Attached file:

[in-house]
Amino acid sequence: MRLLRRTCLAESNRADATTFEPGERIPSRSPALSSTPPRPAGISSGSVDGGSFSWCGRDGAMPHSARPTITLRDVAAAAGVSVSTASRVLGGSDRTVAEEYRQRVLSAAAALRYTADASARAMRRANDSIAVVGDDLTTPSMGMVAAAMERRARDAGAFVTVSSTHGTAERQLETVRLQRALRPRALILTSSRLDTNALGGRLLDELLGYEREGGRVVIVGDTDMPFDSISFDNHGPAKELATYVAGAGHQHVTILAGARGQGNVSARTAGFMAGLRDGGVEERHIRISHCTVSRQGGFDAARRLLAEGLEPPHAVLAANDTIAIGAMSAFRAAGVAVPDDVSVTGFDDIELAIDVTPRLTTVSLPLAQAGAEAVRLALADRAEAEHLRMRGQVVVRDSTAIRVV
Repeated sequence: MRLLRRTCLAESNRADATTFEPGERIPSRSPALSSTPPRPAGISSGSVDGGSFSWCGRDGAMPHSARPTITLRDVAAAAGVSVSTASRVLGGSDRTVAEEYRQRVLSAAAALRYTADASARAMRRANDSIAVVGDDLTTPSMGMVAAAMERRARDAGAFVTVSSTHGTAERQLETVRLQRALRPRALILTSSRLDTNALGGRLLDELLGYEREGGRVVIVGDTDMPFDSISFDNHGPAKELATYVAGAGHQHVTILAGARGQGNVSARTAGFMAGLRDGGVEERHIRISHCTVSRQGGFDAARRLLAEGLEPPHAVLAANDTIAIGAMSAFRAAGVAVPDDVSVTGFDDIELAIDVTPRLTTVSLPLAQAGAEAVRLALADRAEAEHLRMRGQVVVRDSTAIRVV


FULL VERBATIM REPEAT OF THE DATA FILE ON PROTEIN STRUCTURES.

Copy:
[in-house]
Amino acid sequence: MRLLRRTCLAESNRADATTFEPGERIPSRSPALSSTPPRPAGISSGSVDGGSFSWCGRDGAMPHSARPTITLRDVAAAAGVSVSTASRVLGGSDRTVAEEYRQRVLSAAAALRYTADASARAMRRANDSIAVVGDDLTTPSMGMVAAAMERRARDAGAFVTVSSTHGTAERQLETVRLQRALRPRALILTSSRLDTNALGGRLLDELLGYEREGGRVVIVGDTDMPFDSISFDNHGPAKELATYVAGAGHQHVTILAGARGQGNVSARTAGFMAGLRDGGVEERHIRISHCTVSRQGGFDAARRLLAEGLEPPHAVLAANDTIAIGAMSAFRAAGVAVPDDVSVTGFDDIELAIDVTPRLTTVSLPLAQAGAEAVRLALADRAEAEHLRMRGQVVVRDSTAIRVV
Repeated sequence: MRLLRRTCLAESNRADATTFEPGERIPSRSPALSSTPPRPAGISSGSVDGGSFSWCGRDGAMPHSARPTITLRDVAAAAGVSVSTASRVLGGSDRTVAEEYRQRVLSAAAALRYTADASARAMRRANDSIAVVGDDLTTPSMGMVAAAMERRARDAGAFVTVSSTHGTAERQLETVRLQRALRPRALILTSSRLDTNALGGRLLDELLGYEREGGRVVIVGDTDMPFDSISFDNHGPAKELATYVAGAGHQHVTILAGARGQGNVSARTAGFMAGLRDGGVEERHIRISHCTVSRQGGFDAARRLLAEGLEPPHAVLAANDTIAIGAMSAFRAAGVAVPDDVSVTGFDDIELAIDVTPRLTTVSLPLAQAGAEAVRLALADRAEAEHLRMRGQVVVRDSTAIRVV